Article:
Before Arnold Schwarzenegger and Sylvester Stallone burst on the scene showing off their bodybuilding muscles, the biggest rage for exercising at home was isometric exercises.
In essence, isometrics are part of all bodybuilding or weightlifting exercises. You see, at the point where you can no longer push the barbell or dumbbell up… that becomes an isometric or static contraction.
An isometric contraction is nothing more than a movement where you apply pressure or resistance to an object that either resists back or doesn’t move.
Weightlifting Versus Isometrics
The reality is that Isometrics can actually give you a greater muscular contraction than what you would normally get from strength training or weightlifting.
The major advantage of using isometric exercises or a piece of isometric exercise equipment is that the workout doesn’t take as long as a traditional weightlifting program. This also makes isometrics very portable because they can be performed just about anywhere. If you don’t have a great deal of time, a great deal of space, or a lot of money to spend then isometric exercise is the ticket for you.
You can forget about expensive home gyms like the Bioforce, Bowflex or even the Total Gym.
Disadvantages of Iso-Exercises
For example, it can raise your blood pressure if you hold your breath and most people tend to do just that.
This may cause your blood pressure to become elevated and this could cause some problems. It is essential than, that during any exercise movement that you breathe regularly.
Isometrics only works one individual muscle group. Therefore, the best way to perform these exercise movements would be to come at them from different positions or angles. This will give you the same effect as lifting weights because you’re using a full range of motion.
In spite of the drawbacks, isometrics can still be beneficial when done during your workout instead of just replacing it. Here are some ways to add them into your regular routine to be most beneficial.
Another possible disadvantage of isometrics is that it only works one specific muscle group at a time. In order to target the entire muscle you would need to exercise from another position and a different angle. This would replicate performing a full range of motion exercise or isotonic’s.
Aside from some of these disadvantages there are many advantages to performing isometric exercises.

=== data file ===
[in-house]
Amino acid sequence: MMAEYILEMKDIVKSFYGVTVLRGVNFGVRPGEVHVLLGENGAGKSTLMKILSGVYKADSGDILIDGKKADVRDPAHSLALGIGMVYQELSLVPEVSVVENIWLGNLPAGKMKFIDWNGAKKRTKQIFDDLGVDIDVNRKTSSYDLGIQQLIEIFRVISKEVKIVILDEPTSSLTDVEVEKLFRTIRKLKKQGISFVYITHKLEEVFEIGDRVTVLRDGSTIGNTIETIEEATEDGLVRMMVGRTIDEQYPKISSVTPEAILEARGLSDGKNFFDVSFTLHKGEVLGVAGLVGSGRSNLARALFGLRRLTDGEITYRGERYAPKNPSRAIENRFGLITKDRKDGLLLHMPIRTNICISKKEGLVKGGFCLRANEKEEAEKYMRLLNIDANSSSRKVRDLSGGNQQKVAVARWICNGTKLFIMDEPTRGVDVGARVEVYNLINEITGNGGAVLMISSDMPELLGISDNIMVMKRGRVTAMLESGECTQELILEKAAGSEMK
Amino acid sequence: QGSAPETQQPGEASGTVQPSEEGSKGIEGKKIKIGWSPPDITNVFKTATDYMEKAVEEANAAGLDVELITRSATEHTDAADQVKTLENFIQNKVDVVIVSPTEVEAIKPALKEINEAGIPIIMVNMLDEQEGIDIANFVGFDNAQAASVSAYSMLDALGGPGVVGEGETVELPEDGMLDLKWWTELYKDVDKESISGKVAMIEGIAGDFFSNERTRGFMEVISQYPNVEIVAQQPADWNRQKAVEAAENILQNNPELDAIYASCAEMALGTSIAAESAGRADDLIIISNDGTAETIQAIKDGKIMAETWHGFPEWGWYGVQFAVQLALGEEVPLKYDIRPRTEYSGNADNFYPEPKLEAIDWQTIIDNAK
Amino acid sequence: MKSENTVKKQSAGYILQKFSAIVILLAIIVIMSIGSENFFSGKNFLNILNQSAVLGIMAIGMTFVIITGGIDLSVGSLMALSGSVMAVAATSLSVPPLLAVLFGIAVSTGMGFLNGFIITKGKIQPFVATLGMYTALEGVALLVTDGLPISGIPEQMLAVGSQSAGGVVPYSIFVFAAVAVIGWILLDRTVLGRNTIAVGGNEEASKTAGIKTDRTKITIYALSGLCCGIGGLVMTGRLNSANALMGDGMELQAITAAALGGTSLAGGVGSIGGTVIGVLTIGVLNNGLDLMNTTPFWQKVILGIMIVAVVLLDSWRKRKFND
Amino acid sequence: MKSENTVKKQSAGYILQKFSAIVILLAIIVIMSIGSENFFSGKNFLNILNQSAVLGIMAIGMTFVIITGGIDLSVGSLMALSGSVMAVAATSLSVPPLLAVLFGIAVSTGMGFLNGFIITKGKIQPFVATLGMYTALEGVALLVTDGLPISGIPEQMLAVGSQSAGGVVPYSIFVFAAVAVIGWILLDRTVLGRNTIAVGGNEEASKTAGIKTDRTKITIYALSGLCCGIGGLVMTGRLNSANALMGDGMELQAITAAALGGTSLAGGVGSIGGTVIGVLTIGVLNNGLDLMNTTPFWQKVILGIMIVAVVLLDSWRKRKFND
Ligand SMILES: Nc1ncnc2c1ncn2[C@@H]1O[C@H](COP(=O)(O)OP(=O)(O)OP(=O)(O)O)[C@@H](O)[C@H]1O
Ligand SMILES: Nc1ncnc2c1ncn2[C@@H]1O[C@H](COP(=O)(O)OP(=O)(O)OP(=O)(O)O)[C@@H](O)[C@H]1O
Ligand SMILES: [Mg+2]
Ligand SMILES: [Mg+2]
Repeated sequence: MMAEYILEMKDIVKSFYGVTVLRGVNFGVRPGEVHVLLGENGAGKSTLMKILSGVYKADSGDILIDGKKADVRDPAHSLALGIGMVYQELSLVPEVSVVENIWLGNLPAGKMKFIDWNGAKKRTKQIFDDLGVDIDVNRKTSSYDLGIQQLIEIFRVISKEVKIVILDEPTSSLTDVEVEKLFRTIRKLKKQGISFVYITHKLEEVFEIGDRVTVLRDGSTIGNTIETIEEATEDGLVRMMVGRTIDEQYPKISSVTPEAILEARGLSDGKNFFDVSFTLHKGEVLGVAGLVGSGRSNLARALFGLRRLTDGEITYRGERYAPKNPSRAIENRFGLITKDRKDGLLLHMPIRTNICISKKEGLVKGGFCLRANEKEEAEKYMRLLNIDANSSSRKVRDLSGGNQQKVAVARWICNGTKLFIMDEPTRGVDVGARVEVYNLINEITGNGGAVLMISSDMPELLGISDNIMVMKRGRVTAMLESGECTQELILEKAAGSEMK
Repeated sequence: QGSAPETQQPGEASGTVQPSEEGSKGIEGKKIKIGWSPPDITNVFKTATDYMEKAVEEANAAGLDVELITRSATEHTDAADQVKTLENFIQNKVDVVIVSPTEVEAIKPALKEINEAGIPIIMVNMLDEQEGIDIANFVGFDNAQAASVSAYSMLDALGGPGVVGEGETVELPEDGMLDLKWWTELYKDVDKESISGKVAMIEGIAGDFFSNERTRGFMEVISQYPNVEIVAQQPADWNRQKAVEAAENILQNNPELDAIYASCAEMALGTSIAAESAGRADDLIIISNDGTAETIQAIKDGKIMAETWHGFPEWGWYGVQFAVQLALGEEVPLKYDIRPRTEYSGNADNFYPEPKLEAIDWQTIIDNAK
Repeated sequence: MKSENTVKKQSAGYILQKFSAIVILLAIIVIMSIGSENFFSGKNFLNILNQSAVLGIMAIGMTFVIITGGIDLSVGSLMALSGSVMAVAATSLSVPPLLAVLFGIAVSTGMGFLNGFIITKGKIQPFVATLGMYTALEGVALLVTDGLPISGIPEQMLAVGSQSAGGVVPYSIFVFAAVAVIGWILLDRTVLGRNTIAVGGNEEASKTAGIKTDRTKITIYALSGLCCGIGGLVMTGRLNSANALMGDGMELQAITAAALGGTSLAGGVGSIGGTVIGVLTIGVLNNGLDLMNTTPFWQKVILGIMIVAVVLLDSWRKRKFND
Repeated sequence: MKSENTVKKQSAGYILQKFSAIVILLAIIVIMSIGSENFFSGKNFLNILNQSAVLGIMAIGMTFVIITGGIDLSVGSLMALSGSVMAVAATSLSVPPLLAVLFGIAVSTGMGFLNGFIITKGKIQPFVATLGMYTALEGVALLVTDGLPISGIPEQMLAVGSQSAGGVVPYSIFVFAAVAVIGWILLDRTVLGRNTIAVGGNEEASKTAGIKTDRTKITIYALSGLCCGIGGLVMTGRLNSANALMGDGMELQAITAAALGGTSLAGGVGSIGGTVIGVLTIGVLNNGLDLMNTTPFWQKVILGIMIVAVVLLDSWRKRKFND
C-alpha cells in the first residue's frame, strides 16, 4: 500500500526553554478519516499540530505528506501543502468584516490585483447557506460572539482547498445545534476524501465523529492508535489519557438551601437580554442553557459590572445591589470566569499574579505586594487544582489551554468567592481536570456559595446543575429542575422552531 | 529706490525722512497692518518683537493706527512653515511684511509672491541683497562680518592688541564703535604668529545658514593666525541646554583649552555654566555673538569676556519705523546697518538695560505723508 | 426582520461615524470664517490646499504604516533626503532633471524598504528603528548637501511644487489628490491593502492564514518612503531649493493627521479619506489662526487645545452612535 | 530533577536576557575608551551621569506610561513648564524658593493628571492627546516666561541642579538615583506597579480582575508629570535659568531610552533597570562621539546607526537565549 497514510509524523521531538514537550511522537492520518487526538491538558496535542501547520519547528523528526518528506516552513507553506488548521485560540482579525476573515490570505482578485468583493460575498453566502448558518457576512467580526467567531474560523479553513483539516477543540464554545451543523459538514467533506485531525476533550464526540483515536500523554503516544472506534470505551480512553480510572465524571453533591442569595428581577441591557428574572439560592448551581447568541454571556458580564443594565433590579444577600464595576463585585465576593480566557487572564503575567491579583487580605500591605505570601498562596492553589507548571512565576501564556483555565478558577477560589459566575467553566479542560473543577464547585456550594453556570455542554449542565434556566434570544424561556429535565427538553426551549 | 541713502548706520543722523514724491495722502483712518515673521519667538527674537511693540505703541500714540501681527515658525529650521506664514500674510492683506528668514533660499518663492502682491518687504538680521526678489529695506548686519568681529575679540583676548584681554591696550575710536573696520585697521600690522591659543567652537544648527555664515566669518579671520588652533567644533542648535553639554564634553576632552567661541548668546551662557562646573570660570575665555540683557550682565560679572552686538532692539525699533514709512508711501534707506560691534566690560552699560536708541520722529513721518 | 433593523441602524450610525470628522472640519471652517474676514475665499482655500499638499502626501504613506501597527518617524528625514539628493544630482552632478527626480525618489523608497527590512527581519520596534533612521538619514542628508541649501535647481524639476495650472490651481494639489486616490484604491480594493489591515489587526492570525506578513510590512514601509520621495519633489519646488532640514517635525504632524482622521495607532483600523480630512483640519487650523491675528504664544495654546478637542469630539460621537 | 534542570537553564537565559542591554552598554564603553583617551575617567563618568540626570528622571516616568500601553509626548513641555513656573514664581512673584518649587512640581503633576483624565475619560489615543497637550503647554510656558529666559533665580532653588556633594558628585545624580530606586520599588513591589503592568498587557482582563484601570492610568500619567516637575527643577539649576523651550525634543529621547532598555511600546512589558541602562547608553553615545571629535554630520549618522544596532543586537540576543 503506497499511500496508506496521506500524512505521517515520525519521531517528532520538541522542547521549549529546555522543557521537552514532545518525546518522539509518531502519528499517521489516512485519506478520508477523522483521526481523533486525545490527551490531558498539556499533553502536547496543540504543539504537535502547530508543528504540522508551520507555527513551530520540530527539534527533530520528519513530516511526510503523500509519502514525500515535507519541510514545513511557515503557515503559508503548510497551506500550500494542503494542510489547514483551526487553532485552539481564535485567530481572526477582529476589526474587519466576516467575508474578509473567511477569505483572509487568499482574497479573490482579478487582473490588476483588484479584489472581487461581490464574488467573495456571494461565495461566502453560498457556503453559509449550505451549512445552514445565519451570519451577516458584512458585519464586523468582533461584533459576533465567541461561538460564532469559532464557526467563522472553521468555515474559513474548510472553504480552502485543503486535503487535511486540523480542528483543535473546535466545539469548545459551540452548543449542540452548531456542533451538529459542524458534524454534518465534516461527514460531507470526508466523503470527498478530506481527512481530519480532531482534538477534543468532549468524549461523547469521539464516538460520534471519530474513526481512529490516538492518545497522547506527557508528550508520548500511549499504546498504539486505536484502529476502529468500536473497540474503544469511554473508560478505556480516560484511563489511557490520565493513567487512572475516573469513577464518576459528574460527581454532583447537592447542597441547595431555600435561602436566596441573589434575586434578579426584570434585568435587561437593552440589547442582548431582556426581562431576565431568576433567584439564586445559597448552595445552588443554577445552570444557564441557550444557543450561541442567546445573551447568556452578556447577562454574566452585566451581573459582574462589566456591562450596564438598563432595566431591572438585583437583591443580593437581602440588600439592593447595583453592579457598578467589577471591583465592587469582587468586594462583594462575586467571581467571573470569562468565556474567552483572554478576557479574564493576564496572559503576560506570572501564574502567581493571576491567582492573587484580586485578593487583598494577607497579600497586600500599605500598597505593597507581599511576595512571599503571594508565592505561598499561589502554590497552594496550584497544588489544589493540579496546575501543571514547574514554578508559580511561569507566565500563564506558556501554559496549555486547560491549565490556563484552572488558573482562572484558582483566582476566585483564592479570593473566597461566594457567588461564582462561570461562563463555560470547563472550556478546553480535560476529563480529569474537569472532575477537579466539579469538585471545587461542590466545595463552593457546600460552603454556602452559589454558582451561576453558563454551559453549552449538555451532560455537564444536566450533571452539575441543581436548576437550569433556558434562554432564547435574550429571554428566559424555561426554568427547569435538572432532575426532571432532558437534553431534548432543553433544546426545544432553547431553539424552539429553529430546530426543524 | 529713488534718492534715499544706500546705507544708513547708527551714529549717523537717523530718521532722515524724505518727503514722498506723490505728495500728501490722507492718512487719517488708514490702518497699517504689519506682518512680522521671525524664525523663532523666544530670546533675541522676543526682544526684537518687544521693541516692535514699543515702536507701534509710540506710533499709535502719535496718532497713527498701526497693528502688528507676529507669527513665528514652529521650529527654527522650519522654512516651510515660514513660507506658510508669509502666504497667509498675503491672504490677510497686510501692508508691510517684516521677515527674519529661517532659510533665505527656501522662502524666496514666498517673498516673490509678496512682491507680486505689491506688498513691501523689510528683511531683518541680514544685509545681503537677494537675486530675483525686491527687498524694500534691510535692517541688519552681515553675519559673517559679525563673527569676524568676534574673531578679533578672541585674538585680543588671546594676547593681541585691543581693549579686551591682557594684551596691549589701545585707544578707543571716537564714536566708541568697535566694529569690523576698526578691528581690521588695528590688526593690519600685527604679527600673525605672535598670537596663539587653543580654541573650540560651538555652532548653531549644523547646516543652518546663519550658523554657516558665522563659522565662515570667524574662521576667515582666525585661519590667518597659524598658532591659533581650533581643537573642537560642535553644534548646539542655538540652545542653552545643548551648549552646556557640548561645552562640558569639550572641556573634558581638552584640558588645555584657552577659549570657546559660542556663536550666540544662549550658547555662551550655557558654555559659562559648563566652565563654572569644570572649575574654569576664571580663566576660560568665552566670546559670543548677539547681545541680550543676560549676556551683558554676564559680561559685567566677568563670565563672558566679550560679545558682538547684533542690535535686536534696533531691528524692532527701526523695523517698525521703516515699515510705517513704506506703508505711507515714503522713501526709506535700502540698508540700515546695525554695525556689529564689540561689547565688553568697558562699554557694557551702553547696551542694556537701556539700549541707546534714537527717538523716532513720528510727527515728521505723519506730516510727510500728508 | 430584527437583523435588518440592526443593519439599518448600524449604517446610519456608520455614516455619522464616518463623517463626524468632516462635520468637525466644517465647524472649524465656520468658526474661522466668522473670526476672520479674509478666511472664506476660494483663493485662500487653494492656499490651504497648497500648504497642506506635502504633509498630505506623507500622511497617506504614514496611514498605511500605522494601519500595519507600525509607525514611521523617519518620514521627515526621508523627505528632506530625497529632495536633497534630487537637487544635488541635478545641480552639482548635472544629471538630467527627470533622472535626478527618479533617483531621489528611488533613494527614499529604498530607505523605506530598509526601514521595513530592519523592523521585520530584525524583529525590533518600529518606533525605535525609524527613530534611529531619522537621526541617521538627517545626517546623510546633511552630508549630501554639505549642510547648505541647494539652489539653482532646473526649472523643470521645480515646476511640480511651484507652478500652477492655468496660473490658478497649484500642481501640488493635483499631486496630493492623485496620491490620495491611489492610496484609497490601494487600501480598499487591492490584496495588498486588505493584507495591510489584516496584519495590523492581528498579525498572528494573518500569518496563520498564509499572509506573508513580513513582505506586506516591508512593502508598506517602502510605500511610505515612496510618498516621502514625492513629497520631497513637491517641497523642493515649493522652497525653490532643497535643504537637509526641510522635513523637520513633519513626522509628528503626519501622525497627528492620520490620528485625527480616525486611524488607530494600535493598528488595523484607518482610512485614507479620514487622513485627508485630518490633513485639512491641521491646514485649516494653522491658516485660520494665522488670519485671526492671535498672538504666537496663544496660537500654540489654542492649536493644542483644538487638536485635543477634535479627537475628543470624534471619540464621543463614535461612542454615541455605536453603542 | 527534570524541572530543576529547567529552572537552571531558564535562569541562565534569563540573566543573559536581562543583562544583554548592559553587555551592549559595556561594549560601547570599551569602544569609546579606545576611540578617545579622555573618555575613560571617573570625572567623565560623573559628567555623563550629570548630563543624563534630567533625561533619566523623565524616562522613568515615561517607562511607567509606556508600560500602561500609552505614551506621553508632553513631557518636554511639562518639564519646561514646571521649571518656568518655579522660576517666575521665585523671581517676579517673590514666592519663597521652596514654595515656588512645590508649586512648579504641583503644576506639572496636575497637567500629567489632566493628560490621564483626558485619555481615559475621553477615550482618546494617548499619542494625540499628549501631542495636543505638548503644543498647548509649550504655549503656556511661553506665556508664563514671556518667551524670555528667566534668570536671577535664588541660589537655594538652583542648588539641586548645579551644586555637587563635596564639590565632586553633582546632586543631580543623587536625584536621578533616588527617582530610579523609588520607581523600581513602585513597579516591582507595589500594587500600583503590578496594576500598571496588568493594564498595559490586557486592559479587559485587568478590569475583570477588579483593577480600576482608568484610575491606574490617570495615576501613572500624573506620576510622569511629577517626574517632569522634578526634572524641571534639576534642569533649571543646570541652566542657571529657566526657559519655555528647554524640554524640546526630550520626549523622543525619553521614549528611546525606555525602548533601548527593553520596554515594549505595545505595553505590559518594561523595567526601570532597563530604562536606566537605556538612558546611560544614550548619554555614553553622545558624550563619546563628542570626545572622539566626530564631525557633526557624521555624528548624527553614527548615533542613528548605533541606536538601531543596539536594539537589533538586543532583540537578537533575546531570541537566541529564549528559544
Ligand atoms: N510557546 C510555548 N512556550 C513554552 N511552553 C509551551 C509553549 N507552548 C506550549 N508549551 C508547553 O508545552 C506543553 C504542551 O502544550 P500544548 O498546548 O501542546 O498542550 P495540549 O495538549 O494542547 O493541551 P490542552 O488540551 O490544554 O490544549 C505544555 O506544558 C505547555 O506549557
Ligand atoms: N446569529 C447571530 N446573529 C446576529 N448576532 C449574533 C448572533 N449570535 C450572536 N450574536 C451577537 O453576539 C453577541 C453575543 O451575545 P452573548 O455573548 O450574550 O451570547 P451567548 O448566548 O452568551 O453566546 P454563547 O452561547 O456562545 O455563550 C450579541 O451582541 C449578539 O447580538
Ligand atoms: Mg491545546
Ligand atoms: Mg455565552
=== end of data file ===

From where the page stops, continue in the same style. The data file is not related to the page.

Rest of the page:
Iso-movements can be beneficial in a variety of athletic sports that require you to utilize static strength or isometrics. Some of the sports include but are not limited to Brazilian jujitsu, judo, wrestling, Archery, mountain climbing, gymnastics, yoga, martial arts, shooting, horseback riding, power lifting and others.
Charles Atlas and Isometrics
As mentioned earlier, isometric exercises have been around for a long time.
These types of movements were performed by Chinese monks were performing kung fu or Wu Shu as it’s commonly called in China today. Many of the movements are part of yoga as well as Pilates today. It’s in the early days of strongmen and “physical culture” that this type of exercise movement was brought to the attention of the public. Individuals like Charles Atlas, Alexander Zass, and others popularized these type of static movements.
However, Charles Atlas did not utilize true isometric exercises. His muscle building course “Dynamic Tension” utilized what he called “Dynamic Self Resistance.” Where he pitted one muscle group against another while moving across the muscle range. Many of the exercises in his course are simple calisthenics, push-ups, sit-ups etc.
Bruce Lee and Isometrics
One of the most notable proponents of isometric exercise was Bruce Lee.
He began using iso-exercises when he first took up the martial arts. As I mentioned earlier, isometrics has long been included in traditional martial arts classes. Bruce Lee took it one step further by utilizing different pieces of isometric
exercise equipment. He utilized the Bullworker as well as a power rack to help increase his speed and power.
He focused more on this type of training after he sustained a back injury from performing some dangerous weightlifting exercises. The exercise is called the “Good Morning.” In his training he utilized what has now been termed “post isometric exercise contraction.” He would perform several repetitions of the exercise and then on the last repetition he would hold the tension (static hold) for approximately 7 to 10 seconds.